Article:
Oxygen Radicals




Oxygen Can Be Dangerous!

Our bodies, of course, constantly require oxygen. The reason is that we need somewhere to place the used electrons that drive our energy requiring processes. These electrons are derived from molecules such as fats and carbohydrates and are transferred around the cells by molecules such as the coenzymes NADH and NADPH. When the electrons have given up their energy, they are combined with oxygen to form water. Since the electrons are given to water, we say that the oxygen is reduced, forming water in the process. This is going on constantly in the body, and we end up with a completely harmless substance, water.

But observe that two electrons are required for each oxygen atom to form H2O. What happens if only one electron is given to each oxygen atom? Instead of water, we wind up with a radical. (What is the definition of a radical? Be sure to use "orbital" in your answer.) Oxygen radicals tend to be quite reactive, and can damage many of the most important macromolecules in the body. Fortunately, only tiny amounts are made in the normal course of metabolism.


Oxygen Radicals and Phagocytosis

However, in phagocytosis oxygen radicals can be useful. Consider a neutrophil that has just engulfed a bacterium. This is fine, but now the neutrophil has to deal somehow with the living, dangerous microorganism it has just surrounded. To this end, lysosomes fuse with the phagosome, forming a phagolysosome. Proteases are introduced into the phagosome in this way. But, in addition, a membrane protein called phagocyte oxidase(NADPH oxidase) winds up in the membrane of the phagolysosome.

Phagocyte oxidase is an enzyme that takes an electron from NADPH and transfers its to O2, forming the superoxide radical, O2-. . (The black dot indicates a radical.) The superoxide radical is only moderately reactive. However, it is soon converted to hydrogen peroxide by the enzyme superoxide dismutase. Hydrogen peroxide can damage microbes, but can be converted to something far more effective.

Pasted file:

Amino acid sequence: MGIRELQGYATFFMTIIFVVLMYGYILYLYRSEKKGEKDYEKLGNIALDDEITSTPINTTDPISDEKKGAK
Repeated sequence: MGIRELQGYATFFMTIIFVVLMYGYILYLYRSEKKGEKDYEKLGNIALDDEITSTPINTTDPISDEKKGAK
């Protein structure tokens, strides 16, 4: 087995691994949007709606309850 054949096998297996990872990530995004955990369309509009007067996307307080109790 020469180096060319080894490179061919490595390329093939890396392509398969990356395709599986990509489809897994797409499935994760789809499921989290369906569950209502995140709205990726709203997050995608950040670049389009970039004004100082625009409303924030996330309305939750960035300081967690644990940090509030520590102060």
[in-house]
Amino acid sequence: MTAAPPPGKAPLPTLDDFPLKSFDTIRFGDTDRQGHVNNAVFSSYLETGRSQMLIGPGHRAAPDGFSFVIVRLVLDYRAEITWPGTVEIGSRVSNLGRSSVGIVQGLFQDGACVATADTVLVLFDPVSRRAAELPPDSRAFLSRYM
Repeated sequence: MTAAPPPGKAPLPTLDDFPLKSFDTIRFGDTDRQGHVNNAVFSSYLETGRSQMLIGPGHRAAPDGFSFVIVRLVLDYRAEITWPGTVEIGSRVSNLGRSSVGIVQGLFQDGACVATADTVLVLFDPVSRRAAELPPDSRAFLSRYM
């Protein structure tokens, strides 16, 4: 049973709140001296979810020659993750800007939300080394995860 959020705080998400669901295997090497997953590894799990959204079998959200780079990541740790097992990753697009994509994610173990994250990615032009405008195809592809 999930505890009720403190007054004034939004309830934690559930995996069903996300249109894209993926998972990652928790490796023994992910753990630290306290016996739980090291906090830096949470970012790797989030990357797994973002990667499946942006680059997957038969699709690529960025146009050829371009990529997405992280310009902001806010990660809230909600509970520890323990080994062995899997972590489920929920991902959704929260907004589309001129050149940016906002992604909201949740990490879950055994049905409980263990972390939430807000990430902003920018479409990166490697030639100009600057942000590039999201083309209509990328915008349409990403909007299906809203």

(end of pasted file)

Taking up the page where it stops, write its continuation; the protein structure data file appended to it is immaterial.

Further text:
A further enzyme found in the phagolysosome of a neutrophil is myeloperoxidase. This converts hydrogen peroxide to hypochlorite (HOCl). This is bleach! It readily kills almost any microorganism.

A second possible fate of the hydrogen peroxide is not helpful, but damaging to the body. If Fe++ or another heavy metal is present, the hydrogen peroxide is readily converted to the hydroxyl radical, OH.. (Please note this is completely different that the hydroxyl ion.) The hydroxyl radical is very reactive and damages most macromolecules, including DNA, proteins and lipids.

Thus, it is very important that iron never be free in the body. But iron is an important constituent of the body. For example, it is part of hemoglobin. To protect the body, iron is always tightly bound. It moves through the blood bound to the protein transferrin and is stored in cells bound to the protein ferritin.

Cells throughout the body clearly need protection from the molecules described above. Most of these cells have superoxide dismutase and another enzyme, catalase (or another enzyme, glutathione peroxidase), which converts the hydrogen peroxide to oxygen and water. In other words, the combination of superoxide dismutase and catalase removes oxygen radicals and thus is protective for cells in the body.

Nitric Oxide

Nitric oxide is also a radical and is highly reactive. In the body, it last only a few seconds. Nitric oxide is made from the amino acid arginine by nitric oxide synthase. There are three forms of this enzyme: neuronal, endothelial, inducible. The neuronal form makes nitric oxide that serves as a signalling molecule between neurons. The endothelial form is in blood vessels and produces nitric oxide that causes their dilation. The inducible form is found in macrophages and certain other immunological cells, and it is this form that plays a role in phagocytosis.

The nitric oxide produced by macrophages is used to attack microbes. The molecule is toxic to bacteria. Furthermore, it reacts with superoxide to make further toxic molecules. In certain pathological situations, nitric oxide can be produced in quantities that cause serious damage to the body. For example, this can occur with interruption of blood flow during shock.





Quick Quiz

Fill in Answer Correct False Correct Answer
How many electrons can fit in one orbital?
What enzyme forms the superoxide radical?
What enzyme causes hypochlorite to form?
Name a coenzyme that transfers electrons around the body.

(Spelling must be correct)
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